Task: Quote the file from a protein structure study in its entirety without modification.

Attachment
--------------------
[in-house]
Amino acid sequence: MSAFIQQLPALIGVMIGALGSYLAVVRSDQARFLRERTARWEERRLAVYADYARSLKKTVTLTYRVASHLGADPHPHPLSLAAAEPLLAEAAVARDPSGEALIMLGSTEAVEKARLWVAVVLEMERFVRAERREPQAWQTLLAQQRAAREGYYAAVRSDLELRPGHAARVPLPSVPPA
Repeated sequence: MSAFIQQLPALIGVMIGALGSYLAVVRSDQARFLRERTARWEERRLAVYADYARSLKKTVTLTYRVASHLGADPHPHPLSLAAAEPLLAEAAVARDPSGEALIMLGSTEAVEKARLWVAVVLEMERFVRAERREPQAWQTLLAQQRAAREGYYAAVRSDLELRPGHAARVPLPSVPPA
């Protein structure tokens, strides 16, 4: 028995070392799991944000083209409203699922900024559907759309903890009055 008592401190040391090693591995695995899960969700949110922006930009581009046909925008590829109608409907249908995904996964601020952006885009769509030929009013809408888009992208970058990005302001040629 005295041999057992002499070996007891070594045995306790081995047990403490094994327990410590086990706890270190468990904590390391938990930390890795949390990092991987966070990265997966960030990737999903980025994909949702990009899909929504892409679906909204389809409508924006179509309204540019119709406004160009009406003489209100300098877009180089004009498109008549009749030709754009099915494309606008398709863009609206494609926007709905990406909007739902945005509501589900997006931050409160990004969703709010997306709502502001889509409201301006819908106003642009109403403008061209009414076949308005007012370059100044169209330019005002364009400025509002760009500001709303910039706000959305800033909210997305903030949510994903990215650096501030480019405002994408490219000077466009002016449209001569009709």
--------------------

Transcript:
[in-house]
Amino acid sequence: MSAFIQQLPALIGVMIGALGSYLAVVRSDQARFLRERTARWEERRLAVYADYARSLKKTVTLTYRVASHLGADPHPHPLSLAAAEPLLAEAAVARDPSGEALIMLGSTEAVEKARLWVAVVLEMERFVRAERREPQAWQTLLAQQRAAREGYYAAVRSDLELRPGHAARVPLPSVPPA
Repeated sequence: MSAFIQQLPALIGVMIGALGSYLAVVRSDQARFLRERTARWEERRLAVYADYARSLKKTVTLTYRVASHLGADPHPHPLSLAAAEPLLAEAAVARDPSGEALIMLGSTEAVEKARLWVAVVLEMERFVRAERREPQAWQTLLAQQRAAREGYYAAVRSDLELRPGHAARVPLPSVPPA
């Protein structure tokens, strides 16, 4: 028995070392799991944000083209409203699922900024559907759309903890009055 008592401190040391090693591995695995899960969700949110922006930009581009046909925008590829109608409907249908995904996964601020952006885009769509030929009013809408888009992208970058990005302001040629 005295041999057992002499070996007891070594045995306790081995047990403490094994327990410590086990706890270190468990904590390391938990930390890795949390990092991987966070990265997966960030990737999903980025994909949702990009899909929504892409679906909204389809409508924006179509309204540019119709406004160009009406003489209100300098877009180089004009498109008549009749030709754009099915494309606008398709863009609206494609926007709905990406909007739902945005509501589900997006931050409160990004969703709010997306709502502001889509409201301006819908106003642009109403403008061209009414076949308005007012370059100044169209330019005002364009400025509002760009500001709303910039706000959305800033909210997305903030949510994903990215650096501030480019405002994408490219000077466009002016449209001569009709």